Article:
The Impact of Stalking
Discussion Questions
Chapter 3 Matters of History, Faith, and Society
Chapter Overview
Historic Attitudes on Domestic Violence
English Common Law and European History
Early American Strategies and Interventions
Enforcement in the Mid-1800s
The Continuing Importance of History
The Historical Pull Back
The Religious Basis for Abuse
Why Religion Remains Important
The Effect of Religion on Potential Batterers
The Effect of Religion on the Behavior of Domestic
Violence Victims
Domestic Violence Rates Among the Faithful
Can Religion Become Part of the Solution?
Do Societies Hold Different Standards for Some
Religious Communities?
The Social Critique Perspective on History and Religion
The Feminist Perspective
Coercive Control and Domestic Violence
Discussion Questions
Chapter 4 Theoretical Explanations for Domestic Violence
Chapter Overview
The Complexity of Analyzing Intimate Partner Abuse
Individual-Focused Theories of Violence
The Role and Use of Batterer Typologies
Classifying Batterers by Severity and Frequency of
Typing Batterers by Their Generality of Violence and
Who Is Most at Risk of Battering?
Biology and Abuse: Are Some Batterers “Pre-Wired” for
A Question of the Mind?
Biological- and Psychological-Based Fear and Anxiety
Can Psychology Explain Domestic Abuse?
Personality Disorders and Mental Illness
Anger Control and the Failure to Communicate
Low Self-Esteem
Conflict Resolution Capabilities and the Failure to
“Immature” Personality
Is Substance Abuse the Linkage Among Sociobiological,
Psychological, and Sociological Theories?
Are Certain Families Violent?
Social Control—Exchange of Violence
Family-Based Theories
The Violent Family
Learning Theory
Is Domestic Violence an Intergenerational Problem?
Sociodemographic Correlates of Violence and Underserved
Poverty and Unemployment
Ethnicity and Domestic Violence
Domestic Violence in the African American Community
Native Americans
Coercive Control
The Limits of Equating Partner Abuse With Domestic
The Theory of Coercive Control
The Technology of Coercive Control
The Continuum of Sexual Coercion
The Materiality of Control
Coercive Control and Risk of Fatality
Implications of Coercive Control for Changing Policy
and Practice
Discussion Questions
PART II. The Criminal Justice Response
Chapter 5 Selective Screening: Barriers to Intervention
Chapter Overview
Victim Case Screening
The Failure to Report Crime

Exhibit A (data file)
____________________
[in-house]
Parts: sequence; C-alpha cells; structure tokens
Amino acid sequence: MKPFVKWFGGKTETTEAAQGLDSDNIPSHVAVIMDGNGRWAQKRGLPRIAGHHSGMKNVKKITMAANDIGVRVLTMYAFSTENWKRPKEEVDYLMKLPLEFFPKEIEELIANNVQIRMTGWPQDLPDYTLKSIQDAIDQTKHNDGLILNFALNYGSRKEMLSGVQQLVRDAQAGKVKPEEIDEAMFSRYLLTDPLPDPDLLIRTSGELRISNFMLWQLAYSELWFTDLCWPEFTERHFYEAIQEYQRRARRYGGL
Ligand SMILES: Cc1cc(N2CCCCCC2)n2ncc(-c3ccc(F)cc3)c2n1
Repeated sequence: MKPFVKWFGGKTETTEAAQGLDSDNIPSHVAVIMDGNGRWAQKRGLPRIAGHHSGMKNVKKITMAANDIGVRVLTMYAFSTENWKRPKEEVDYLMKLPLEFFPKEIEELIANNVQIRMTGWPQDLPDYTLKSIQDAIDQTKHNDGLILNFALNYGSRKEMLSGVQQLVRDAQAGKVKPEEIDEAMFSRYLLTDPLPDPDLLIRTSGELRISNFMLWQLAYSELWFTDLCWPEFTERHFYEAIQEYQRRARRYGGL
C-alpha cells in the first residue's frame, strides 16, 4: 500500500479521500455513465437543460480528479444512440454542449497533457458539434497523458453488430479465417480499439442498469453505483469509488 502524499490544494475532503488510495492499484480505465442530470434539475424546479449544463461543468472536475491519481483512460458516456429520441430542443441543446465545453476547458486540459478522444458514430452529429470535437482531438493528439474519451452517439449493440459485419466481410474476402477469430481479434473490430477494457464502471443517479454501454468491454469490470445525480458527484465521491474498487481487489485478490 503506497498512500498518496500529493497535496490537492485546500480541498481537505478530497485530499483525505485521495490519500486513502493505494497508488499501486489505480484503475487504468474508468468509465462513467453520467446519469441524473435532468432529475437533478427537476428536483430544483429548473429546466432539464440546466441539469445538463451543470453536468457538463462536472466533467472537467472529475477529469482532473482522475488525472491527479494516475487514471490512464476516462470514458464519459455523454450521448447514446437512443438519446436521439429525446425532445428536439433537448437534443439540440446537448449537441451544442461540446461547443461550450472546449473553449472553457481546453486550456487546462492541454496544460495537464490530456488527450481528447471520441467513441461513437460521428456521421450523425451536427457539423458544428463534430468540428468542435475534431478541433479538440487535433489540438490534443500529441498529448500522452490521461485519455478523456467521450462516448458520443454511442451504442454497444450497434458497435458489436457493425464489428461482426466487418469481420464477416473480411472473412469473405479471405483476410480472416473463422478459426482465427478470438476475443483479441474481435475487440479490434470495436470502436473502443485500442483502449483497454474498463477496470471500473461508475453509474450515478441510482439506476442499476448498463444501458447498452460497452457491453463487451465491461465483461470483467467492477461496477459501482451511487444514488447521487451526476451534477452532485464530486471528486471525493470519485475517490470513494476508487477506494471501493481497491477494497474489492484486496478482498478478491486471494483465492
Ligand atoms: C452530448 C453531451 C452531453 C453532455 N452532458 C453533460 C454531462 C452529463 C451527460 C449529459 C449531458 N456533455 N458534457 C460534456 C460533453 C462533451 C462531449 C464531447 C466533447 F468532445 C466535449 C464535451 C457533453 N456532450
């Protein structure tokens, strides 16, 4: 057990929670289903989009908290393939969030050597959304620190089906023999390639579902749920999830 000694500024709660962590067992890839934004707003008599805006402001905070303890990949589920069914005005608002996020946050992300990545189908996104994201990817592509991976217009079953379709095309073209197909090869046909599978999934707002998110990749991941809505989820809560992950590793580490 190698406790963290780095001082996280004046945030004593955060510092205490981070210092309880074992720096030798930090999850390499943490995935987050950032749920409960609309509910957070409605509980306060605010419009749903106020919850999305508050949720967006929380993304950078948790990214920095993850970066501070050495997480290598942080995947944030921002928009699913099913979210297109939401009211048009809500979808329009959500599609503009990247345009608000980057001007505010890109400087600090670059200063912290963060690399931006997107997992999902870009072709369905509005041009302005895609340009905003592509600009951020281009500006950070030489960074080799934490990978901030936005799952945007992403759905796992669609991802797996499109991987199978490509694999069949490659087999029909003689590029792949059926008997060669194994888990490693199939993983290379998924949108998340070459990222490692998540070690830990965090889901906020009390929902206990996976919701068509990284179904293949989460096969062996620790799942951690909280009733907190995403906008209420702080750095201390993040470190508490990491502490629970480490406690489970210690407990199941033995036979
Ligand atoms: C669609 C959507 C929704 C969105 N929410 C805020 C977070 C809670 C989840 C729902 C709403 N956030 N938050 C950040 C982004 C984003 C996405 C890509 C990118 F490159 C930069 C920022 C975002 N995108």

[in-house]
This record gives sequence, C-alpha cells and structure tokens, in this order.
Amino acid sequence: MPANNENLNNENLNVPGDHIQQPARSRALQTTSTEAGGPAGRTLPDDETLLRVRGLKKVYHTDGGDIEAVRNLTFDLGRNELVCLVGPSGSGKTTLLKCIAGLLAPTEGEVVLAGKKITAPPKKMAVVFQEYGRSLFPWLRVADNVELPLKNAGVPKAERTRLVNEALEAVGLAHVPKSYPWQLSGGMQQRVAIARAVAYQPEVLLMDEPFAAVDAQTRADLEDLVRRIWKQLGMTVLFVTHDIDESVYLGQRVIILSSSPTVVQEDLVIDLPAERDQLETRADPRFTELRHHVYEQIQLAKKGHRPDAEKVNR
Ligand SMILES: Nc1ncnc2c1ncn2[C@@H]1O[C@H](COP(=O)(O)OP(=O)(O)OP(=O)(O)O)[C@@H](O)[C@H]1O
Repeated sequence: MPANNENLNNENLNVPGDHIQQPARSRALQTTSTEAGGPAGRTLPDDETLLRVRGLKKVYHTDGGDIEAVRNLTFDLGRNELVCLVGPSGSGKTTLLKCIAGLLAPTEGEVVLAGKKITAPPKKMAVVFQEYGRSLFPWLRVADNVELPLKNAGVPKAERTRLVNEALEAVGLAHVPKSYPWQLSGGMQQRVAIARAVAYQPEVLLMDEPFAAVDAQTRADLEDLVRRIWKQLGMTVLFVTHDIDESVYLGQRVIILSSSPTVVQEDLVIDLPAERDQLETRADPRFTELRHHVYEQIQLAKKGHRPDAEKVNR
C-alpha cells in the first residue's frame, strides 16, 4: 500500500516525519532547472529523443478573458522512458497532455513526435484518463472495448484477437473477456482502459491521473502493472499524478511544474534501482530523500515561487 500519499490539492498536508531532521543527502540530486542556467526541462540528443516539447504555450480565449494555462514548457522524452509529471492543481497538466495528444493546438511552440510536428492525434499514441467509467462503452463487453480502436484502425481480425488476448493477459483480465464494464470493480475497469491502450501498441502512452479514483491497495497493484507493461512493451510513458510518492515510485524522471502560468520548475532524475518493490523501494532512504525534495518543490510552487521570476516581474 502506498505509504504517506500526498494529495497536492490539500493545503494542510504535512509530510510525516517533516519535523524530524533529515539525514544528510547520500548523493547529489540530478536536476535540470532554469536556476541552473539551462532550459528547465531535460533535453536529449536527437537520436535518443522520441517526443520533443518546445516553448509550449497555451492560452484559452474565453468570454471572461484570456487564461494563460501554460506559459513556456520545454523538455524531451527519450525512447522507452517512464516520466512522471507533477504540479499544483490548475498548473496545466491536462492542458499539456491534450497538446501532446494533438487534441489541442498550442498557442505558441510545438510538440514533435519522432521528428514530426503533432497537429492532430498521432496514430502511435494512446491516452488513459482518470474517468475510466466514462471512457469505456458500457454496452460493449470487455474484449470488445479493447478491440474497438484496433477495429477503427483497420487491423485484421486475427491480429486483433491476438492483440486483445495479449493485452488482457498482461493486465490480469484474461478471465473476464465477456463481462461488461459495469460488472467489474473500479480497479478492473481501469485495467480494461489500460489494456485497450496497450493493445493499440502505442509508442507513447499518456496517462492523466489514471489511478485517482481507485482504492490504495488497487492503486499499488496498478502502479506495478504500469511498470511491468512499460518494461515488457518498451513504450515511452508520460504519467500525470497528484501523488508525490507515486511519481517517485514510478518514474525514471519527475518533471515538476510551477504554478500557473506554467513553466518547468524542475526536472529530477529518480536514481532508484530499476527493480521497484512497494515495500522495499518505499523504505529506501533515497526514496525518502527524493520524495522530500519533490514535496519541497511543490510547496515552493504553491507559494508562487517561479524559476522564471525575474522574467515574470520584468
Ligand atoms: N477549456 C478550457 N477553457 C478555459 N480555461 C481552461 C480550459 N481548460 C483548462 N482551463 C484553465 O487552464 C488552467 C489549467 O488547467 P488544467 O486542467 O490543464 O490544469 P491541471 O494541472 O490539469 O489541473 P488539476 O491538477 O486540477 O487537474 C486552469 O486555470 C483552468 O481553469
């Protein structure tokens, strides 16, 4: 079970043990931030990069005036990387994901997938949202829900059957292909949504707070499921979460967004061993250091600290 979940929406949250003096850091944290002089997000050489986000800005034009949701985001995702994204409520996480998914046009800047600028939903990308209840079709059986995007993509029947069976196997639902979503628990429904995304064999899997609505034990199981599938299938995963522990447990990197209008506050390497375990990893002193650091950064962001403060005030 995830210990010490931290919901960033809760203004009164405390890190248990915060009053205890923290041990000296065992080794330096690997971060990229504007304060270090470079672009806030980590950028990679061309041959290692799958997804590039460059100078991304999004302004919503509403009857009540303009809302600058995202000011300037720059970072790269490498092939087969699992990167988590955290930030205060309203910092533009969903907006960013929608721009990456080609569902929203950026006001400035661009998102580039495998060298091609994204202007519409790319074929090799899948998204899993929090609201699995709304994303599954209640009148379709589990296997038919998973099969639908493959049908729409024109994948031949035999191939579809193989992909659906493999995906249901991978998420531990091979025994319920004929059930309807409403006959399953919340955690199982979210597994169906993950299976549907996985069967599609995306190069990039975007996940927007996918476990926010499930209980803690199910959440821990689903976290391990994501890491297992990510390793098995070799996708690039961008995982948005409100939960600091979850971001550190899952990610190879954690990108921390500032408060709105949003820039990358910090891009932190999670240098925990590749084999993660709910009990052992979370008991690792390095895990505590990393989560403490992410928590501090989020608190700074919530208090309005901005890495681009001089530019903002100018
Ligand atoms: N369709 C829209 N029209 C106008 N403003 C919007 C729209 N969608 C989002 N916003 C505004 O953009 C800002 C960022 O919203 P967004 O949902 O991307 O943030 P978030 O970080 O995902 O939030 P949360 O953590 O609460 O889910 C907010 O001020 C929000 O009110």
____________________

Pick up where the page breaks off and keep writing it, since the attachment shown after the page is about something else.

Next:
Who Reports and Who Does Not
Why Has Victim Reporting Increased?
Does Social Class Affect the Decision to Report?
Bystander Screening
The Police Response
Police Screening
Why Police Did Not Historically Consider Domestic
Abuse “Real” Policing
Organizational Disincentives
Are Domestic Violence Calls Extraordinarily Dangerous
to the Police?
Structural Impediments to Police Action
The Classical Bias Against Arrest
Prosecutorial Screening Prior to Adjudication
Traditional Patterns of Nonintervention by Prosecutors
Prosecutorial Autonomy
The Reality of Budgetary Pressures
Prioritizing Prosecutorial Efforts to Targeted Offenses
The Impact of These Constraints on the Prosecutorial
Unique Factors Limiting Prosecutorial Effectiveness
Screening as a Result of Organizational Incentives
Case Attrition by Victims: Self-Doubts and the Complexity of
Victim Costs in Prosecution
The Impact of Victim-Initiated Attrition
A Judicial Annoyance: Handling Battling Families
Case Disposition by the Judiciary
The Decision to Access Victim Services
Discussion Questions
Chapter 6 The Impetus for Change
Chapter Overview
Political Pressure
The Role of Research in Promoting Change
Early Research
The Evolution of Research Supporting the Primacy of Arrest
Deterrence as a Rationale for Police Acton
The Minneapolis Domestic Violence Experiment
Methodological Concerns of the MDVE
The Impact of the MDVE
Deterrence Theory and the MDVE
The Replication Studies
Omaha, Nebraska
Milwaukee, Wisconsin
Charlotte, North Carolina
Colorado Springs, Colorado
Miami, Florida
Atlanta, Georgia
A New Analysis of the Data
The Reaction to the Replication Studies
Legal Liability as an Agent for Change
Discussion Questions
Chapter 7 Policing Domestic Violence
Chapter Overview
How Do Police Decide Whether to Arrest?
Discretion to Arrest in Domestic Violence Cases
Key Situational and Incident Characteristics
Offender Absence When Police Arrive
Characterization of a Crime as a Misdemeanor or a
Who Called the Police?
Presence of Weapons
Incident Injuries
Presence of Children
Existence of a Formal Marital Relationship
Perceived Mitigating Circumstances
Victim-Specific Variables in the Arrest Decision
Victim Preferences
Victim Behavior and Demeanor
Victim Lifestyle
Police Perception of Violence as Part of Victim’s
Sex of the Victim and Offender: A Changing Story?